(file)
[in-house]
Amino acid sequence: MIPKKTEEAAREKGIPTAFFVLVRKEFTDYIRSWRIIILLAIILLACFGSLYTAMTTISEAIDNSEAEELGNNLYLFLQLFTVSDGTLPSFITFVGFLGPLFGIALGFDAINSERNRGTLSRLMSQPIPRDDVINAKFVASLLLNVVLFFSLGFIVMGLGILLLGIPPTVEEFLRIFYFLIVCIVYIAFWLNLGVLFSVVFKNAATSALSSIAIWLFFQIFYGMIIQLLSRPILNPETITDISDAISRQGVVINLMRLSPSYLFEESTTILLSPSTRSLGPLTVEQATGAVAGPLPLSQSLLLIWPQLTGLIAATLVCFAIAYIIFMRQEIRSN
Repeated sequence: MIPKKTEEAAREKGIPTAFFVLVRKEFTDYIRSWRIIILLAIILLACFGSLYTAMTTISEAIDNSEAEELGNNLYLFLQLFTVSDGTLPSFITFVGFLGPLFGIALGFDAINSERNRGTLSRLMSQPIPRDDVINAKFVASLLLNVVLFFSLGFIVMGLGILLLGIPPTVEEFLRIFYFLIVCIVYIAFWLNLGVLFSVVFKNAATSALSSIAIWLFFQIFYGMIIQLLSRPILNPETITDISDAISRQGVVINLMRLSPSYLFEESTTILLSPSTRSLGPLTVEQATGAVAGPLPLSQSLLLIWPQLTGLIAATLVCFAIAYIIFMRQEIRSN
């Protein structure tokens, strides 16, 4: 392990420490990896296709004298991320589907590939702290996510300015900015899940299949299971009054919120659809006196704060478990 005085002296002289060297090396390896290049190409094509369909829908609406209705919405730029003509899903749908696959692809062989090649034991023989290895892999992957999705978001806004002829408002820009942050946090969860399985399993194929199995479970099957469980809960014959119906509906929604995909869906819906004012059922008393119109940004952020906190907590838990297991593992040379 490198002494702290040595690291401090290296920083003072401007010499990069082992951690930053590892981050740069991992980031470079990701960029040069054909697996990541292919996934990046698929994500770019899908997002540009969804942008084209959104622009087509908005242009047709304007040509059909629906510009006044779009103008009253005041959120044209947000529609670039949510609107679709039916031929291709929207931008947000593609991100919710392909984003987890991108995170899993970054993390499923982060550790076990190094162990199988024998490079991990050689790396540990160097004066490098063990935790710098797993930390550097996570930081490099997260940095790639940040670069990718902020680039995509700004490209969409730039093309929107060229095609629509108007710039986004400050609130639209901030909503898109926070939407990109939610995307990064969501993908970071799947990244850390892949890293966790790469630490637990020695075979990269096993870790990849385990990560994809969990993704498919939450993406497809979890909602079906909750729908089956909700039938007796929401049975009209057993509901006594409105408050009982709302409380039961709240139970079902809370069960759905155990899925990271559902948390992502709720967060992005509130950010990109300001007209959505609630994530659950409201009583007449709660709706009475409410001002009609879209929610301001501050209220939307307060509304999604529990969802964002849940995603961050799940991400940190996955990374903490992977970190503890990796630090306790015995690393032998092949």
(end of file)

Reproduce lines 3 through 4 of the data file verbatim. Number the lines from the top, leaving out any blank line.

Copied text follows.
Repeated sequence: MIPKKTEEAAREKGIPTAFFVLVRKEFTDYIRSWRIIILLAIILLACFGSLYTAMTTISEAIDNSEAEELGNNLYLFLQLFTVSDGTLPSFITFVGFLGPLFGIALGFDAINSERNRGTLSRLMSQPIPRDDVINAKFVASLLLNVVLFFSLGFIVMGLGILLLGIPPTVEEFLRIFYFLIVCIVYIAFWLNLGVLFSVVFKNAATSALSSIAIWLFFQIFYGMIIQLLSRPILNPETITDISDAISRQGVVINLMRLSPSYLFEESTTILLSPSTRSLGPLTVEQATGAVAGPLPLSQSLLLIWPQLTGLIAATLVCFAIAYIIFMRQEIRSN
């Protein structure tokens, strides 16, 4: 392990420490990896296709004298991320589907590939702290996510300015900015899940299949299971009054919120659809006196704060478990 005085002296002289060297090396390896290049190409094509369909829908609406209705919405730029003509899903749908696959692809062989090649034991023989290895892999992957999705978001806004002829408002820009942050946090969860399985399993194929199995479970099957469980809960014959119906509906929604995909869906819906004012059922008393119109940004952020906190907590838990297991593992040379 490198002494702290040595690291401090290296920083003072401007010499990069082992951690930053590892981050740069991992980031470079990701960029040069054909697996990541292919996934990046698929994500770019899908997002540009969804942008084209959104622009087509908005242009047709304007040509059909629906510009006044779009103008009253005041959120044209947000529609670039949510609107679709039916031929291709929207931008947000593609991100919710392909984003987890991108995170899993970054993390499923982060550790076990190094162990199988024998490079991990050689790396540990160097004066490098063990935790710098797993930390550097996570930081490099997260940095790639940040670069990718902020680039995509700004490209969409730039093309929107060229095609629509108007710039986004400050609130639209901030909503898109926070939407990109939610995307990064969501993908970071799947990244850390892949890293966790790469630490637990020695075979990269096993870790990849385990990560994809969990993704498919939450993406497809979890909602079906909750729908089956909700039938007796929401049975009209057993509901006594409105408050009982709302409380039961709240139970079902809370069960759905155990899925990271559902948390992502709720967060992005509130950010990109300001007209959505609630994530659950409201009583007449709660709706009475409410001002009609879209929610301001501050209220939307307060509304999604529990969802964002849940995603961050799940991400940190996955990374903490992977970190503890990796630090306790015995690393032998092949």